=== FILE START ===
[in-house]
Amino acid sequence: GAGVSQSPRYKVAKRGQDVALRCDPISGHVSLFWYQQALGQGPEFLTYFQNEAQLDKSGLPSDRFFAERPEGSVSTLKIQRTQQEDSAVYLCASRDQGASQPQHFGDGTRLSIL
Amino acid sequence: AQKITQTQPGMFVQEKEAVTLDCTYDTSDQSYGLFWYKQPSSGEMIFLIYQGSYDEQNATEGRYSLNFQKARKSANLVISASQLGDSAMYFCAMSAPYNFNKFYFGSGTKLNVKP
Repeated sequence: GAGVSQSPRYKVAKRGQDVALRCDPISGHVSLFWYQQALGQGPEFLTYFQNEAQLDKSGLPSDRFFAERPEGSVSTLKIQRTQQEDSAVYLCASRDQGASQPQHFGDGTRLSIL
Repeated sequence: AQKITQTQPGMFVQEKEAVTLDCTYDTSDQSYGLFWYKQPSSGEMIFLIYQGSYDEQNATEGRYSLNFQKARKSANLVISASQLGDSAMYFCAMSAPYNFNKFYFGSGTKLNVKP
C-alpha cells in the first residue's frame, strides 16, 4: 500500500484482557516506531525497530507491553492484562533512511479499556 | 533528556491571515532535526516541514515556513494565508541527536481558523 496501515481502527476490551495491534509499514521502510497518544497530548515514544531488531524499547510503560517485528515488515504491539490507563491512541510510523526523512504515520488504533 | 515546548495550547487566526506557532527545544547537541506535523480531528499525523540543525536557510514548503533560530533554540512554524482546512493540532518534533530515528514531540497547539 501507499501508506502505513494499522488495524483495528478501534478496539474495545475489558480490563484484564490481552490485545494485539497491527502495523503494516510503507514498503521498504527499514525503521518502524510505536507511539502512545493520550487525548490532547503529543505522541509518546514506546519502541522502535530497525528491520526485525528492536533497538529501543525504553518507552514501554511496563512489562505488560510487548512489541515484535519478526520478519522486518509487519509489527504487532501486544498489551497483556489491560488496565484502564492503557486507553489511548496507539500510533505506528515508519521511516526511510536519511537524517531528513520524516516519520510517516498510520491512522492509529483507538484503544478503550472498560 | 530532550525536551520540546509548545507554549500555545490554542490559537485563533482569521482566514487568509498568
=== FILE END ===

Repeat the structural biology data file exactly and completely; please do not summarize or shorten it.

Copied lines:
[in-house]
Amino acid sequence: GAGVSQSPRYKVAKRGQDVALRCDPISGHVSLFWYQQALGQGPEFLTYFQNEAQLDKSGLPSDRFFAERPEGSVSTLKIQRTQQEDSAVYLCASRDQGASQPQHFGDGTRLSIL
Amino acid sequence: AQKITQTQPGMFVQEKEAVTLDCTYDTSDQSYGLFWYKQPSSGEMIFLIYQGSYDEQNATEGRYSLNFQKARKSANLVISASQLGDSAMYFCAMSAPYNFNKFYFGSGTKLNVKP
Repeated sequence: GAGVSQSPRYKVAKRGQDVALRCDPISGHVSLFWYQQALGQGPEFLTYFQNEAQLDKSGLPSDRFFAERPEGSVSTLKIQRTQQEDSAVYLCASRDQGASQPQHFGDGTRLSIL
Repeated sequence: AQKITQTQPGMFVQEKEAVTLDCTYDTSDQSYGLFWYKQPSSGEMIFLIYQGSYDEQNATEGRYSLNFQKARKSANLVISASQLGDSAMYFCAMSAPYNFNKFYFGSGTKLNVKP
C-alpha cells in the first residue's frame, strides 16, 4: 500500500484482557516506531525497530507491553492484562533512511479499556 | 533528556491571515532535526516541514515556513494565508541527536481558523 496501515481502527476490551495491534509499514521502510497518544497530548515514544531488531524499547510503560517485528515488515504491539490507563491512541510510523526523512504515520488504533 | 515546548495550547487566526506557532527545544547537541506535523480531528499525523540543525536557510514548503533560530533554540512554524482546512493540532518534533530515528514531540497547539 501507499501508506502505513494499522488495524483495528478501534478496539474495545475489558480490563484484564490481552490485545494485539497491527502495523503494516510503507514498503521498504527499514525503521518502524510505536507511539502512545493520550487525548490532547503529543505522541509518546514506546519502541522502535530497525528491520526485525528492536533497538529501543525504553518507552514501554511496563512489562505488560510487548512489541515484535519478526520478519522486518509487519509489527504487532501486544498489551497483556489491560488496565484502564492503557486507553489511548496507539500510533505506528515508519521511516526511510536519511537524517531528513520524516516519520510517516498510520491512522492509529483507538484503544478503550472498560 | 530532550525536551520540546509548545507554549500555545490554542490559537485563533482569521482566514487568509498568